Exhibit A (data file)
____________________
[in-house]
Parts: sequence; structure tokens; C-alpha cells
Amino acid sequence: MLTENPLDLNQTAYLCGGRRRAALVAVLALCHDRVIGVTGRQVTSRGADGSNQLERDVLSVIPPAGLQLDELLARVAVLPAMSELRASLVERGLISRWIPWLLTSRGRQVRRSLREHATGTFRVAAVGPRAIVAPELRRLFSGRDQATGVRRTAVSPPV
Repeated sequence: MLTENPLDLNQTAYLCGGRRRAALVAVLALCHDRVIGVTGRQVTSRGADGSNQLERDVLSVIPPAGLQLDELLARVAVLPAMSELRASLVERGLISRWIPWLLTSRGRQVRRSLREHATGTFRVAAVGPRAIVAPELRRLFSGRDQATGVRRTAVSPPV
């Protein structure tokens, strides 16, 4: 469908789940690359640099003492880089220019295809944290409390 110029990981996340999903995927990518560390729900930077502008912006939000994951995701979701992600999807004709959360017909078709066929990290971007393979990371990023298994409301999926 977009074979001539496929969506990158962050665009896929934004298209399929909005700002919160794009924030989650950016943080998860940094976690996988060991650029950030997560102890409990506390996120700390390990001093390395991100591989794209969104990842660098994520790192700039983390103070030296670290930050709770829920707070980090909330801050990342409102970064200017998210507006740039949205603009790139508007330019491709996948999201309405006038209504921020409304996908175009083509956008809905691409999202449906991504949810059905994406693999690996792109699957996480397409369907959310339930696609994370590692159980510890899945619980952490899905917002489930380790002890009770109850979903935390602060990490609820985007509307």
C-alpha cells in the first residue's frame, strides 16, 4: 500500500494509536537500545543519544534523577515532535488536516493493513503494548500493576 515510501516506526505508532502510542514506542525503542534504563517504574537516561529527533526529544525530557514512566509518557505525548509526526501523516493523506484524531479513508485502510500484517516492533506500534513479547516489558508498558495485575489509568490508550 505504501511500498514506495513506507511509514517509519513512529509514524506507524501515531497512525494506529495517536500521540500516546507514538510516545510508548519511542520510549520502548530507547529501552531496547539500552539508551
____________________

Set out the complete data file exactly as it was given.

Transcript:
[in-house]
Parts: sequence; structure tokens; C-alpha cells
Amino acid sequence: MLTENPLDLNQTAYLCGGRRRAALVAVLALCHDRVIGVTGRQVTSRGADGSNQLERDVLSVIPPAGLQLDELLARVAVLPAMSELRASLVERGLISRWIPWLLTSRGRQVRRSLREHATGTFRVAAVGPRAIVAPELRRLFSGRDQATGVRRTAVSPPV
Repeated sequence: MLTENPLDLNQTAYLCGGRRRAALVAVLALCHDRVIGVTGRQVTSRGADGSNQLERDVLSVIPPAGLQLDELLARVAVLPAMSELRASLVERGLISRWIPWLLTSRGRQVRRSLREHATGTFRVAAVGPRAIVAPELRRLFSGRDQATGVRRTAVSPPV
């Protein structure tokens, strides 16, 4: 469908789940690359640099003492880089220019295809944290409390 110029990981996340999903995927990518560390729900930077502008912006939000994951995701979701992600999807004709959360017909078709066929990290971007393979990371990023298994409301999926 977009074979001539496929969506990158962050665009896929934004298209399929909005700002919160794009924030989650950016943080998860940094976690996988060991650029950030997560102890409990506390996120700390390990001093390395991100591989794209969104990842660098994520790192700039983390103070030296670290930050709770829920707070980090909330801050990342409102970064200017998210507006740039949205603009790139508007330019491709996948999201309405006038209504921020409304996908175009083509956008809905691409999202449906991504949810059905994406693999690996792109699957996480397409369907959310339930696609994370590692159980510890899945619980952490899905917002489930380790002890009770109850979903935390602060990490609820985007509307």
C-alpha cells in the first residue's frame, strides 16, 4: 500500500494509536537500545543519544534523577515532535488536516493493513503494548500493576 515510501516506526505508532502510542514506542525503542534504563517504574537516561529527533526529544525530557514512566509518557505525548509526526501523516493523506484524531479513508485502510500484517516492533506500534513479547516489558508498558495485575489509568490508550 505504501511500498514506495513506507511509514517509519513512529509514524506507524501515531497512525494506529495517536500521540500516546507514538510516545510508548519511542520510549520502548530507547529501552531496547539500552539508551